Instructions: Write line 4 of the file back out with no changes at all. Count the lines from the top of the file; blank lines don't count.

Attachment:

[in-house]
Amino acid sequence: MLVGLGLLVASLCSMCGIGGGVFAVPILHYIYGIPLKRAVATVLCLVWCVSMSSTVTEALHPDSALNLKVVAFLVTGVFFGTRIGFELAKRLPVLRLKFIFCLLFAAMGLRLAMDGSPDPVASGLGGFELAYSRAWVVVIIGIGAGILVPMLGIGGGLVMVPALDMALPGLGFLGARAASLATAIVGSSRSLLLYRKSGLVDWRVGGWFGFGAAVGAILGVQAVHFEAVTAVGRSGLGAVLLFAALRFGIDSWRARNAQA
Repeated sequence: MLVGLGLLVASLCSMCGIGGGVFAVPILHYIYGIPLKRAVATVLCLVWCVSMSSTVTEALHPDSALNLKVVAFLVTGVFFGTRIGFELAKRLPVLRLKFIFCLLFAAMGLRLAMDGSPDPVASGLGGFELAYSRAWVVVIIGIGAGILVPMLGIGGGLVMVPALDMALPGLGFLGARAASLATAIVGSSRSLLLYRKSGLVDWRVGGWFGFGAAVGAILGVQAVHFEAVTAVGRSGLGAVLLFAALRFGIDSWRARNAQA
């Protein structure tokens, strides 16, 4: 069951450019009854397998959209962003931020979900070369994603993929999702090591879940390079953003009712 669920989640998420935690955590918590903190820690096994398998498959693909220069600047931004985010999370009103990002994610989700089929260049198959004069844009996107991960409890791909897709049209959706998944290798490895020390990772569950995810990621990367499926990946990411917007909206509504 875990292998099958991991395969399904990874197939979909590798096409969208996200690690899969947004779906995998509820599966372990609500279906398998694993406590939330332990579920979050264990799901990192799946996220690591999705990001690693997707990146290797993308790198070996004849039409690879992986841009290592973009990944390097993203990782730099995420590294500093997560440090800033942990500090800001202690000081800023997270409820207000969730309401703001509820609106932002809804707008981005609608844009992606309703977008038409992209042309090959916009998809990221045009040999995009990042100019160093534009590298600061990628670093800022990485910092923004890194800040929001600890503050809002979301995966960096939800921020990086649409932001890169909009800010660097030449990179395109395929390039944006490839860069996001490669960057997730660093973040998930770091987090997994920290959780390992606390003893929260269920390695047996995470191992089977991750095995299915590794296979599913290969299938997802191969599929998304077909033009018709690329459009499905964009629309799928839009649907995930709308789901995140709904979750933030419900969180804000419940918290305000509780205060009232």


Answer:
């Protein structure tokens, strides 16, 4: 069951450019009854397998959209962003931020979900070369994603993929999702090591879940390079953003009712 669920989640998420935690955590918590903190820690096994398998498959693909220069600047931004985010999370009103990002994610989700089929260049198959004069844009996107991960409890791909897709049209959706998944290798490895020390990772569950995810990621990367499926990946990411917007909206509504 875990292998099958991991395969399904990874197939979909590798096409969208996200690690899969947004779906995998509820599966372990609500279906398998694993406590939330332990579920979050264990799901990192799946996220690591999705990001690693997707990146290797993308790198070996004849039409690879992986841009290592973009990944390097993203990782730099995420590294500093997560440090800033942990500090800001202690000081800023997270409820207000969730309401703001509820609106932002809804707008981005609608844009992606309703977008038409992209042309090959916009998809990221045009040999995009990042100019160093534009590298600061990628670093800022990485910092923004890194800040929001600890503050809002979301995966960096939800921020990086649409932001890169909009800010660097030449990179395109395929390039944006490839860069996001490669960057997730660093973040998930770091987090997994920290959780390992606390003893929260269920390695047996995470191992089977991750095995299915590794296979599913290969299938997802191969599929998304077909033009018709690329459009499905964009629309799928839009649907995930709308789901995140709904979750933030419900969180804000419940918290305000509780205060009232």